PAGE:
Mature oil fields that have been previously drilled and produced offer an abundance of data generated over their operational life. This data is of great benefit in analysis and visualization for the purpose of determining viability for secondary recovery efforts. Thus, data integration and visualization software is key in understanding and planning secondary recovery for the most economical returns.
Water Flooding Enhanced Oil Recovery Methods
The earliest form of secondary oil recovery, water flooding is also known as dump flooding to distinguish it from more directed water injection. This technique involves perforating a water-bearing geologic structure above an oil reservoir and letting formation water drain to increase pressure and allow recovery to resume. This approach doesn’t require the construction of additional wells, the transportation of large volumes of injection media to the field, or the construction of additional infrastructure. It has the advantage of lowering the initial capital expenditures needed to produce from a mature oil reservoir which has moved past primary production.
It does, however, have the following disadvantages:
- Whether dump flooding is viable for a field depends on water-bearing geology being fortuitously located.
- The effects of perforating a water-bearing formation can be unpredictable with the potential for the water failing to drain as expected, or pressures failing to rise to needed levels.
- The dynamics of dump flooding are largely out of the operator’s control. Should an unexpected factor alter the dynamics of pressure with the field, options to intervene are few.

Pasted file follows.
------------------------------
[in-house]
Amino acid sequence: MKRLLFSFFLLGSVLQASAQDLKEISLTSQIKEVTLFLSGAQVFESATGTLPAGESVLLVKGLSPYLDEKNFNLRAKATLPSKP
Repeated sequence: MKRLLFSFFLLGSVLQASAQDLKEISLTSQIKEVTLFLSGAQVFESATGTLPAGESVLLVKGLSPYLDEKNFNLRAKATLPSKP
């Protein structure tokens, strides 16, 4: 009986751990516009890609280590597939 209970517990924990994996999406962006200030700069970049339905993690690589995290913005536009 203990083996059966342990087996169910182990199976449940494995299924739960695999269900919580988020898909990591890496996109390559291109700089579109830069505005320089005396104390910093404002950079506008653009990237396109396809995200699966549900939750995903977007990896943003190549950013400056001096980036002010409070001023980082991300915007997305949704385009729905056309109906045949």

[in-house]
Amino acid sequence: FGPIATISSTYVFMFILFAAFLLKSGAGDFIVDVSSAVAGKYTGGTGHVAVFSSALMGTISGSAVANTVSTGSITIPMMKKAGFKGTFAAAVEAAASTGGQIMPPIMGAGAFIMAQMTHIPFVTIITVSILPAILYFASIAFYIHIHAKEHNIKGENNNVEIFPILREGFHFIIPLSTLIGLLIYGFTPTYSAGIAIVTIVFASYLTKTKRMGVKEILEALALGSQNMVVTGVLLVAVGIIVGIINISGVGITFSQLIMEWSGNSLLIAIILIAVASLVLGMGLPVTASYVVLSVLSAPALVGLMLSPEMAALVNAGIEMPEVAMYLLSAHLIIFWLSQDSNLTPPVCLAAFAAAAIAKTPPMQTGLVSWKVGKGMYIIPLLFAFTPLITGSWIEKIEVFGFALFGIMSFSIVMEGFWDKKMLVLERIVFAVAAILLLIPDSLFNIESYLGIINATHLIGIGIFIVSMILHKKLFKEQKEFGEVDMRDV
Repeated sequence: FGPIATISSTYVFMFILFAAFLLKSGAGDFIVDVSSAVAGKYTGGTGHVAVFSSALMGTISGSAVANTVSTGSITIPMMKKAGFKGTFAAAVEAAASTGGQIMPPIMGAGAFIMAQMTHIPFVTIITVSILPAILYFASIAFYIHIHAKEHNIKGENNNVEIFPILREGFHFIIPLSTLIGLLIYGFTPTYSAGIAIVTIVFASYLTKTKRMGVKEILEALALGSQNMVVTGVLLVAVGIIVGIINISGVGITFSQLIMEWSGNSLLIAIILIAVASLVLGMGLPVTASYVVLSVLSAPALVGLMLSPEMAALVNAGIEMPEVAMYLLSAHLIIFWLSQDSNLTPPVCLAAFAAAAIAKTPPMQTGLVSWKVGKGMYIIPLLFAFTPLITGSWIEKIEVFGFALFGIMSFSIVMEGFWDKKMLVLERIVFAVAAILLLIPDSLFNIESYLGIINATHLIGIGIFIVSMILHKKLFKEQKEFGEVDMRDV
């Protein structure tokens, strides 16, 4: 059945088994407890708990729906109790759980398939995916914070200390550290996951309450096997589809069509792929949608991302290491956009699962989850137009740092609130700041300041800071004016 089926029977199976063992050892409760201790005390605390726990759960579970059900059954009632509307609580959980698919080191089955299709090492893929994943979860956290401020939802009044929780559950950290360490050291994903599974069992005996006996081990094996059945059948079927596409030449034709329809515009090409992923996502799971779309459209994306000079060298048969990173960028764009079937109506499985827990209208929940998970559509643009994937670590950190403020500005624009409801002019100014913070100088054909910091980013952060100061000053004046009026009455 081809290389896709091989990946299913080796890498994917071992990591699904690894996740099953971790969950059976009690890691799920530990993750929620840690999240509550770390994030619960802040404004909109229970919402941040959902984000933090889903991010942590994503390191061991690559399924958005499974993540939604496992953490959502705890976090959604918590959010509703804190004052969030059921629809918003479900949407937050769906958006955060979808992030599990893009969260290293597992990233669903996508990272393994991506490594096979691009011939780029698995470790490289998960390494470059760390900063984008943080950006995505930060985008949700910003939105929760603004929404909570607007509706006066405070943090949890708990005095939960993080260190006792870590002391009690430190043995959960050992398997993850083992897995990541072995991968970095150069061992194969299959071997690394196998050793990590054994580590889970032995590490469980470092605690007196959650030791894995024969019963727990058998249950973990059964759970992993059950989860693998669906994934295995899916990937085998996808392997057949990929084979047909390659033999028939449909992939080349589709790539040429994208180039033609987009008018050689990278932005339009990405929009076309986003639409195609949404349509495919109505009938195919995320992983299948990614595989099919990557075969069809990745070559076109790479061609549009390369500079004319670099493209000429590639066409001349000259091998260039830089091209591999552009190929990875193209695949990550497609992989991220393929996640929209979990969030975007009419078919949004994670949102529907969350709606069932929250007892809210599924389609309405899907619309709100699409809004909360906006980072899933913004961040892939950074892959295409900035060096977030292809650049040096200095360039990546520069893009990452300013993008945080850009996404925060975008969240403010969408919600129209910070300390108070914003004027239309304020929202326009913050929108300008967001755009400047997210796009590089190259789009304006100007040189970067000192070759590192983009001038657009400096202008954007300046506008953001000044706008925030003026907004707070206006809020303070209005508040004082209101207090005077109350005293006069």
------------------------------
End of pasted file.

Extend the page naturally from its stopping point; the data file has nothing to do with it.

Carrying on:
The drawbacks versus the potential benefits of dump flooding neatly illustrate the necessity of visualizing reservoir simulation models for secondary oil recovery efforts. The effectiveness of dump flooding is largely determined by the quality of the initial analysis performed on previously accumulated data. Correctly identifying the presence of water-bearing formations in an oil field and completely understanding the hydraulic connectivity of these formations to oil reservoirs—and the connectivity to the strata surrounding both—is vital. The success of a water-flooding operation will be due to how thoroughly the variables are accounted for in initial planning. Errors may not be correctable once the aqueous formation is perforated.
The most effective guard against these errors is to combine all available data into a single visualization environment where all relevant teams working across disciplines can apply their expertise and analysis. This will help determine the most likely result of a dump flooding operation and provide a more accurate picture of its viability before proceeding. The same is true of more controlled secondary oil recovery efforts like water or gas injection.
Secondary Oil Recovery Method: Water Injection
The controlled injection of water is a more commonly used method of secondary oil recovery than dump flooding. In this operation, secondary wells are drilled surrounding production wells, and pressurized water is injected into them. As in dump flooding, this increases the pressure of the reservoirs so that oil recovery returns to volumes that are economically worthwhile. The key difference lies in the control that is exercised over where the water is introduced, the amount introduced, and the pressure and rate it is introduced at. Since water injection is less dependent on existing formations in an oil field, there is a far wider range of oil fields where its use is economically viable.